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Security-focused operating system

This is a list of operating systems with a sharp security focus. Here, "security-focused" means that the project is specifically focused on security. General-purpose operating systems may be extremely secure without being specifically "security-focused."

Other similar concepts include security-evaluated operating systems -- operating systems that have achieved certification from an external security-auditing organization -- and trusted operating systems -- operating systems that provides sufficient support for multilevel security and evidence of correctness to meet a particular set of government requirements.

This list is alphabetical and does not imply a ranking.



  • PrivatOS is a hardened proprietary operating system for BlackPhone.
  • Replicant is a FOSS operating system based on the Android mobile platform, which aims to replace all proprietary Android components with their free software counterparts. It is available for several smartphones and tablet computers.[4][5][6][7] In March 2014, the Replicant project announced the discovery of a backdoor present in a wide range of Samsung Galaxy products that allows the baseband processor to read and write the device's storage,[8][9] sometimes with normal user privileges and sometimes as the root user, depending on device model.[10] It is not generally known whether Samsung's proprietary firmware for the radio chip can be remotely instructed to use these access features and the intentions of creating such a backdoor.


  • Kali Linux is a Debian-derived Linux distribution designed for digital forensics and penetration testing, formerly known as BackTrack.[11]
  • Tails is a security-focused Debian-based Linux distribution aimed at preserving privacy and anonymity.[12]
  • Parrot Security OS is a Cloud oriented GNU/Linux distribution based on Debian and designed to perform security and penetration tests, do forensic analysis, or act in anonymity. It uses the MATE Desktop Environment, Linux Kernel 4.6 or higher and it is available as a live lightweight installable ISO image for 32-bit, 64-bit and ARM processors with forensic options at boot, optimizations for programmers, and new custom pentesting tools.[citation needed]
  • Whonix[13][14] is an anonymous general purpose operating system based on VirtualBox, Debian GNU/Linux and Tor. By Whonix design, IP and DNS leaks are impossible. Not even Malware as Superuser can find out the user's real IP address/location. This is because Whonix consists of two (virtual) machines. One machine solely runs Tor and acts as a gateway, called Whonix-Gateway. The other machine, called Whonix-Workstation, is on a completely isolated network. Only connections through Tor are possible.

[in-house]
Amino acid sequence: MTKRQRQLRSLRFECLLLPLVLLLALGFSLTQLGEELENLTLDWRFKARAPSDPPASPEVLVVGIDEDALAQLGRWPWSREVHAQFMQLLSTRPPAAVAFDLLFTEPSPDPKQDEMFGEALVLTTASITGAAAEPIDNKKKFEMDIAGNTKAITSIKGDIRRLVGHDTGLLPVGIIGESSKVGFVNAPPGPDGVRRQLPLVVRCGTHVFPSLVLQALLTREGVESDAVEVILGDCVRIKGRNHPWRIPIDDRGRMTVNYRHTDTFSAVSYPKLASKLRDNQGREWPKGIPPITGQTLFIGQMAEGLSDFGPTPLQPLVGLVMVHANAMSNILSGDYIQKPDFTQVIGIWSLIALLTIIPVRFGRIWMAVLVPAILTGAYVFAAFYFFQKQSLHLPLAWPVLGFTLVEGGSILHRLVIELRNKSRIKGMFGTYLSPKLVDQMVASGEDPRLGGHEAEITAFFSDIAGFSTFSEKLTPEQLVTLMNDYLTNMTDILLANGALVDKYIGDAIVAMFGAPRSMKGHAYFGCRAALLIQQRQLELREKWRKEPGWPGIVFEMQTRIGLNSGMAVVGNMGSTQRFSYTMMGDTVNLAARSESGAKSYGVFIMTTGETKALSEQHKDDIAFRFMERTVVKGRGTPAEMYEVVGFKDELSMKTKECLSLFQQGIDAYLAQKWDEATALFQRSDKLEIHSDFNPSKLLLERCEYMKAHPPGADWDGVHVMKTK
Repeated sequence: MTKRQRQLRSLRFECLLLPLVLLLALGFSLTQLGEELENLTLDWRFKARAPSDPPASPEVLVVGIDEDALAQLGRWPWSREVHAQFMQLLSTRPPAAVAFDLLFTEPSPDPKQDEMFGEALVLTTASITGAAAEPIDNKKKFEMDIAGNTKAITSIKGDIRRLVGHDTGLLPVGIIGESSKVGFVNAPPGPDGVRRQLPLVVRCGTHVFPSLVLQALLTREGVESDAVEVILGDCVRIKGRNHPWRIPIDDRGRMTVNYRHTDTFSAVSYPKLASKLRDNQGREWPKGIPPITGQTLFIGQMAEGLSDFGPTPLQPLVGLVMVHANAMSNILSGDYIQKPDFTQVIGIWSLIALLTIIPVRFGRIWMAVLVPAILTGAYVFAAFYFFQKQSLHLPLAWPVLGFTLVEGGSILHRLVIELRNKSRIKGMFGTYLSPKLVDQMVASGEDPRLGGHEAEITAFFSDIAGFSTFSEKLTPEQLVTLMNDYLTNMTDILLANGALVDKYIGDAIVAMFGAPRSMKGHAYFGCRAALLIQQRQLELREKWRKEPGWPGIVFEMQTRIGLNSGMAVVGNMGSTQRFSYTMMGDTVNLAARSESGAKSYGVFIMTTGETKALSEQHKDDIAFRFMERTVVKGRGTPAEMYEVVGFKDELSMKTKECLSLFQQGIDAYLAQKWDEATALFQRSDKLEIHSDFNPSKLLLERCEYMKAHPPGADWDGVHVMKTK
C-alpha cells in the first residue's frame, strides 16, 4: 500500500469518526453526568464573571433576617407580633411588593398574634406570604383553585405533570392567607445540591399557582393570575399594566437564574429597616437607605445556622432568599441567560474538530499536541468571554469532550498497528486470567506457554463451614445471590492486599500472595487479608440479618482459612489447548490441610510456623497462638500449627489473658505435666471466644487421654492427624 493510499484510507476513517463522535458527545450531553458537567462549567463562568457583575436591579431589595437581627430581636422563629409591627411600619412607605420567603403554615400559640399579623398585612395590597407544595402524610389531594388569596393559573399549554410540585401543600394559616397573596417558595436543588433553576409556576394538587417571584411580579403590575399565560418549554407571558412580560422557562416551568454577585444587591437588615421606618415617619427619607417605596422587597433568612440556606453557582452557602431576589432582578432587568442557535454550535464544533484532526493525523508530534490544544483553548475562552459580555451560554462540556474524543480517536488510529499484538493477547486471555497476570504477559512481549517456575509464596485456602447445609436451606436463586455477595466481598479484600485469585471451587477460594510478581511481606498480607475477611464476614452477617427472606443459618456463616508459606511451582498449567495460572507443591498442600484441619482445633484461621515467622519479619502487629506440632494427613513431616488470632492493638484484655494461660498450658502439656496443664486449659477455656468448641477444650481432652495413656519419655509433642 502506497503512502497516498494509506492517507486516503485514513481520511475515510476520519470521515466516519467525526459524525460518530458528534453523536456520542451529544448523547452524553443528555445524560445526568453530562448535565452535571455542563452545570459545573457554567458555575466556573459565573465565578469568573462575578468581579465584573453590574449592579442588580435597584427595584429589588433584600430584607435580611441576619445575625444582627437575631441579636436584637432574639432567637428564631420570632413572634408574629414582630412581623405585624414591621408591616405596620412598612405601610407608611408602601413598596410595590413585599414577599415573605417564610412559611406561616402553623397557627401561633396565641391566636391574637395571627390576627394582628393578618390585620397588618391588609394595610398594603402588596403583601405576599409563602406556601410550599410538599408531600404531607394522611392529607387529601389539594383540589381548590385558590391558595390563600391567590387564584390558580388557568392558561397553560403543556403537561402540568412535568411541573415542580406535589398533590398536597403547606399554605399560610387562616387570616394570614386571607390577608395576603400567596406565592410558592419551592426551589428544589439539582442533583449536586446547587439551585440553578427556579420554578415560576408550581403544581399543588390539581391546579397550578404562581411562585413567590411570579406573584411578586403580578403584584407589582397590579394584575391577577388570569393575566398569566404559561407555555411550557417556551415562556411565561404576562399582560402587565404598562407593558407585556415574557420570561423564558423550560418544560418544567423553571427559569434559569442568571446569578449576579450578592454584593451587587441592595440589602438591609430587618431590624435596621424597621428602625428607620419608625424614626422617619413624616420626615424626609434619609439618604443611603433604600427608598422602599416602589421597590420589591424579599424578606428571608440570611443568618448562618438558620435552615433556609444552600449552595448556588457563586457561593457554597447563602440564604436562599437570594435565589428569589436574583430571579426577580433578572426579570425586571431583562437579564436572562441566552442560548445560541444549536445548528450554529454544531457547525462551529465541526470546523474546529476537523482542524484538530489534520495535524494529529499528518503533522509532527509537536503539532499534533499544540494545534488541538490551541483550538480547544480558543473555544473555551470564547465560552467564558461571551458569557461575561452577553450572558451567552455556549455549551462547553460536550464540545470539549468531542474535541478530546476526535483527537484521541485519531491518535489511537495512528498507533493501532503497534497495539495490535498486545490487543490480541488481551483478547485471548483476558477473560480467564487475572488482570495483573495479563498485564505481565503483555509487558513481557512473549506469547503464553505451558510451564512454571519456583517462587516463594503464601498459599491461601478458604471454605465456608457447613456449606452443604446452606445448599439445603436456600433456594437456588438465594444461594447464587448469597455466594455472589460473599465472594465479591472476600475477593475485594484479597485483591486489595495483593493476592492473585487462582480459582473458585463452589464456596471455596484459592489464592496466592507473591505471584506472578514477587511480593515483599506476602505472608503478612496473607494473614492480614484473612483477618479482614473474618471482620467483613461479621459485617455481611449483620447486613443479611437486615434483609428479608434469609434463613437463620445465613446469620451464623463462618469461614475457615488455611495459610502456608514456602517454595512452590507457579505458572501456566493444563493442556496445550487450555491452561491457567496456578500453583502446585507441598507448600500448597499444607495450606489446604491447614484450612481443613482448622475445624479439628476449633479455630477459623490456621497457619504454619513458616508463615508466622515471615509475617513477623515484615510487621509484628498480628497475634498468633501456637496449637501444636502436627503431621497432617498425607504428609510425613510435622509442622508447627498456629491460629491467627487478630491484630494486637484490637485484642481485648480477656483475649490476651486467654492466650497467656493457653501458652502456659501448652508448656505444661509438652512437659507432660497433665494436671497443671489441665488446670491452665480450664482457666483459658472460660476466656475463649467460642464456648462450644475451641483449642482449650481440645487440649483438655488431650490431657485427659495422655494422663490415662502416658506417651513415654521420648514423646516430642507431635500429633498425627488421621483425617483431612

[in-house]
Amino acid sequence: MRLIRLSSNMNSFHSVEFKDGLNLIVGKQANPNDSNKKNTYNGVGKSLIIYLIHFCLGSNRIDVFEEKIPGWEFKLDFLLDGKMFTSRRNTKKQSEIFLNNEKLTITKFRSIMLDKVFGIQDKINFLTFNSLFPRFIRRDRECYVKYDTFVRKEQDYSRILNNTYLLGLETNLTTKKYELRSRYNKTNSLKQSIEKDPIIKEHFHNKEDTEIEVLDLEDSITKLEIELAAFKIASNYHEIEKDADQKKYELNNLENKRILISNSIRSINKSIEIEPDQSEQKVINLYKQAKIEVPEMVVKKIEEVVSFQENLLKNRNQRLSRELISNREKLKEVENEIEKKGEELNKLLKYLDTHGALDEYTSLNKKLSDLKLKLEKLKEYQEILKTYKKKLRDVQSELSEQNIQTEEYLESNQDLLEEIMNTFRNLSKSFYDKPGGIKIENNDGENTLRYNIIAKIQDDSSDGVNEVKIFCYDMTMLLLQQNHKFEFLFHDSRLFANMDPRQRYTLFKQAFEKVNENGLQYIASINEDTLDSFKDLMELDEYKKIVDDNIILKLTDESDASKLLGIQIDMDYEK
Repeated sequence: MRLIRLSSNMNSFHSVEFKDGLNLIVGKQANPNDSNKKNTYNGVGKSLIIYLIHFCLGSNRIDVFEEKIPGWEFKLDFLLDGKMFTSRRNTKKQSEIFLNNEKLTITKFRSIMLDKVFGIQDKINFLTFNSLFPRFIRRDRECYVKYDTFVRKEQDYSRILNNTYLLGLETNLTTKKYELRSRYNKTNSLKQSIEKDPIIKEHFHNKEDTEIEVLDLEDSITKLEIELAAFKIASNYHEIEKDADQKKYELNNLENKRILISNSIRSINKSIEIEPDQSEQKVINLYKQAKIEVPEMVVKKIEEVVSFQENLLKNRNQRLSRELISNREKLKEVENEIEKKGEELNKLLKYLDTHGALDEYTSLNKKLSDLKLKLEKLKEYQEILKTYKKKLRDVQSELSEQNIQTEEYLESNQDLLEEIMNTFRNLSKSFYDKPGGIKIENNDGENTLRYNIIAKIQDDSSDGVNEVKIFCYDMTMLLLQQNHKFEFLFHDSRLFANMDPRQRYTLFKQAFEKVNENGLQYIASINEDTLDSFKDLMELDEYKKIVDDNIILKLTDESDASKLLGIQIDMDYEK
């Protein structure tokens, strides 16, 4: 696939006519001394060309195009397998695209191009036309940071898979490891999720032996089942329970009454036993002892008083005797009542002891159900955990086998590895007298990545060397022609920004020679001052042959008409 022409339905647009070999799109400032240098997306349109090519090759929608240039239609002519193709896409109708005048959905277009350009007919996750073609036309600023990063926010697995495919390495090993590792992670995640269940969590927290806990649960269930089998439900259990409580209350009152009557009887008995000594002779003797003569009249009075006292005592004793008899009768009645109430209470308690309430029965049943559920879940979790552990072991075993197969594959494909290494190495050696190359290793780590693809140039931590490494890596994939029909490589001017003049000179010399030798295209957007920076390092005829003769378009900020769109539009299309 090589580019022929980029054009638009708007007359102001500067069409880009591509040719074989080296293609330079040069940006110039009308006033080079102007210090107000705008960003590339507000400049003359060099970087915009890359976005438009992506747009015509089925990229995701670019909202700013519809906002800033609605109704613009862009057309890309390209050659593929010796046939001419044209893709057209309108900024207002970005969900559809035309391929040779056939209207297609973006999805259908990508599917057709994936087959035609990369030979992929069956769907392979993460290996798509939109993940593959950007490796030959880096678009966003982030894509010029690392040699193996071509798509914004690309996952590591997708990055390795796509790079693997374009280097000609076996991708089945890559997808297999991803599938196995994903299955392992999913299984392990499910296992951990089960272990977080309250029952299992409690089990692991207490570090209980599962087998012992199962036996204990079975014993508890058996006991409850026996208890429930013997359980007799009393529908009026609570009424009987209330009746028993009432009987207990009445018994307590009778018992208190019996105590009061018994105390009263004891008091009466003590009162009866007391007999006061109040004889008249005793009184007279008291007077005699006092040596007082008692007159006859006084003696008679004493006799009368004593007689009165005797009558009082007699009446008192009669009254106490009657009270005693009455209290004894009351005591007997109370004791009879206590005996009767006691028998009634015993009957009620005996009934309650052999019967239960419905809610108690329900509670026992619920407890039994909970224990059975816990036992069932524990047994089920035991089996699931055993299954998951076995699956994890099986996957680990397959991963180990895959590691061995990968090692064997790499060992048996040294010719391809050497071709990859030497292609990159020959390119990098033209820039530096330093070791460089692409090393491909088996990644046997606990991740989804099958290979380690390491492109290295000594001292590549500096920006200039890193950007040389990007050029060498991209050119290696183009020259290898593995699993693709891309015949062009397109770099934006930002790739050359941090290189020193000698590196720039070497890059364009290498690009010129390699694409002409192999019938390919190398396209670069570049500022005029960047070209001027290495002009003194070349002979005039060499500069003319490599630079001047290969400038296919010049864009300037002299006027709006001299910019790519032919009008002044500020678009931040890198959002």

• Subgraph is a Linux-based operating system designed to be resistant to surveillance and interference by sophisticated adversaries over the Internet. Subgraph OS is designed with features which aim to reduce the attack surface of the operating system, and increase the difficulty required to carry out certain classes of attack. This is accomplished through system hardening and a proactive, ongoing focus on security and attack resistance. Subgraph OS also places emphasis on ensuring the integrity of installed software packages through deterministic compilation. Subgraph OS features a kernel hardened with the Grsecurity and PaX patchset, Linux namespaces, and Xpra for application containment, mandatory file system encryption using LUKS, resistance to cold boot attacks, and is configured by default to isolate network communications for installed applications to independent circuits on the Tor anonymity network.[citation needed]



  • Qubes OS is a desktop operating system based around the Xen hypervisor that allows grouping programs into a number of isolated sandboxes (virtual machines) to provide security. Windows for programs running within these sandboxes ("security domains") can be color coded for easy recognition. The security domains are configurable, they can be transient (changes to the file system will not be preserved), and their network connection can be routed through special virtual machines (for example one that only provides Tor networking). The operating system provides secure mechanisms for copy and paste and for copying files between the security domains.[16]


  • Pentoo Penetration Testing Overlay and Livecd is a live CD and Live USB designed for penetration testing and security assessment. Based on Gentoo Linux, Pentoo is provided both as 32-bit and 64-bit installable live cd. Pentoo also is available as an overlay for an existing Gentoo installation. It features packet injection patched wifi drivers, GPGPU cracking software, and lots of tools for penetration testing and security assessment. The Pentoo kernel includes grsecurity and PAX hardening and extra patches – with binaries compiled from a hardened toolchain with the latest nightly versions of some tools available.[17]

Other Linux distrosEdit

  • Annvix was originally forked from Mandriva to provide a security-focused server distribution that employs ProPolice protection, hardened configuration, and a small footprint. There were plans to include full support for the RSBAC mandatory access control system. However, Annvix is dormant, with the last version being released on December 30, 2007.[citation needed]